JAZZ PIANO GREAT MONTY ALEXANDER’S BLAZING LOVE YOU MADLY: LIVE AT BUBBA’S WAS RELEASED AS A TWO-LP RECORD STORE DAY BLACK FRIDAY EXCLUSIVE FROM RESONANCE ON NOV. 27 2020
Previously Unreleased 1982 Audiophile 24-Track Recording Captured at the Fort Lauderdale Club by Criteria Recording Studios’ Legendary Founder Mack Emerman as a Two-CD Set.
Deluxe Packages Will Include an Overview by Jazz Historian Willard Jenkins, Reminiscences by Band Members Paul Berner, Duffy Jackson, and Robert Thomas, Jr., and Tributes from Keyboardists Kenny Barron, Benny Green, Emmet Cohen, and Christian Sands
Los Angeles – The award-winning independent jazz label Resonance Records has unearthed a recording by master pianist Monty Alexander, Love You Madly: Live at Bubba’s. The 13-track, 92-minute release boasts a two-disc package with a booklet that includes interviews, newly commissioned essays, and photos by Jan Persson, Raymond Ross, and Brian McMillen.
Accompanying Alexander on this spirited live date are bassist Paul Berner (Lionel Hampton Orchestra), drummer Duffy Jackson (Milt Jackson, Benny Carter), and percussionist Robert Thomas, Jr. (Weather Report, Jaco Pastorius, Carlos Santana).
Drawn from Alexander’s personal collection, the vigorous, imaginative performances on Love You Madly were recorded at the titular Fort Lauderdale, FL, nightclub on Aug. 6, 1982. The recording engineer was the late Mack Emerman, legendary founder of Miami’s Criteria Recording Studios, the state-of-the-art facility where the Bee Gees, Eric Clapton, the Allman Brothers Band, and Aretha Franklin, among many others, had cut some of their biggest pop hits.
The Kingston, Jamaica-born keyboardist had lived in Miami since his family moved there in 1961, and had known Emerman, a jazz buff who had played trumpet in his alma mater Duke University’s big band, for many years.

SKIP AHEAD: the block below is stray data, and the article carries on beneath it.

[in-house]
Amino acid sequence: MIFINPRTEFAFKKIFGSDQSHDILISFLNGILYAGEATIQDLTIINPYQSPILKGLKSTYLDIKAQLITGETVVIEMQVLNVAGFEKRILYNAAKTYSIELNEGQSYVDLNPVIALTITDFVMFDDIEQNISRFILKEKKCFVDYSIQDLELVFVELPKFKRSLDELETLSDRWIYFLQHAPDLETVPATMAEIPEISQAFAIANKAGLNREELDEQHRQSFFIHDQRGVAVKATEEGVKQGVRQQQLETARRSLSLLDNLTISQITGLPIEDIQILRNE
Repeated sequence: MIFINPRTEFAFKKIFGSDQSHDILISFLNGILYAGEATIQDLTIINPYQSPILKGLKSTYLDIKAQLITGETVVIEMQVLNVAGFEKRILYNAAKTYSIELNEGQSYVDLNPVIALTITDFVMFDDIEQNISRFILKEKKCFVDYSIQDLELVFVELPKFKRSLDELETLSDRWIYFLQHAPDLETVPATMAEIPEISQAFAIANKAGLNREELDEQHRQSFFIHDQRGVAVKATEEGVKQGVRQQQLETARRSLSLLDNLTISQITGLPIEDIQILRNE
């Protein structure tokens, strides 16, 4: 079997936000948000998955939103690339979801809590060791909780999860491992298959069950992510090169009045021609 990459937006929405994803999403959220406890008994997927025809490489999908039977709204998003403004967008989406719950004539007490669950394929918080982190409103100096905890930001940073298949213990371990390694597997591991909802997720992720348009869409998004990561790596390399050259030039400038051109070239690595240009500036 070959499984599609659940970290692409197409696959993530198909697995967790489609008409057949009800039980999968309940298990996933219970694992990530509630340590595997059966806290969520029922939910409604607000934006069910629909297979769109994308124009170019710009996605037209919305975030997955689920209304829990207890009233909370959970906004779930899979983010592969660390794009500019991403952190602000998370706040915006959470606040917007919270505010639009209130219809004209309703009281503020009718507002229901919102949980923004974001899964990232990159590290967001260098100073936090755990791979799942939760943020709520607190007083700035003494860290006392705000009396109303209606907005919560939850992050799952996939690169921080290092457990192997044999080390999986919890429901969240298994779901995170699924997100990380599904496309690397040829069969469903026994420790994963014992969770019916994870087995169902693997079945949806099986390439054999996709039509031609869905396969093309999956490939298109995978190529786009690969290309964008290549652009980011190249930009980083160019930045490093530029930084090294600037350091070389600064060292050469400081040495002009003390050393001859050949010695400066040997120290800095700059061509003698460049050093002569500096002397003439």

Alexander recalls in a new interview with Resonance co-president and “Jazz Detective” Zev Feldman, “Mack just had this idea, ‘Hey, can I come and record you? I’ll bring the truck.’ He already had a remote truck [unit]. So he brought the truck and he put the mic on the bass and the drums, and the whole thing, and, son of a gun, this tape, which he gave to me, was all a gift.”
In his overview essay, jazz historian Willard Jenkins says of the resultant recording, “For this date at Bubba’s, Monty Alexander drew up neatly balanced set lists that touched upon several facets of his expansive bag, including standards, ballads, blues, island perspectives and southern exposures ranging as far south as Brazil….[Love You Madly] provides a wonderful survey of the leader’s gifts and his enormous rhythmic palette on the wings of his consummate piano artistry.”
Both Feldman and Resonance founder/co-president George Klabin are devoted admirers of Alexander’s exceptional talents.
In an open letter to the pianist in the package, Klabin says, “The title Love You Madly says how I feel about your musical soul. To me you are one of the top five modern jazz pianists ever to play the instrument…. You have kept the great tradition of modern jazz alive —the ability to swing!”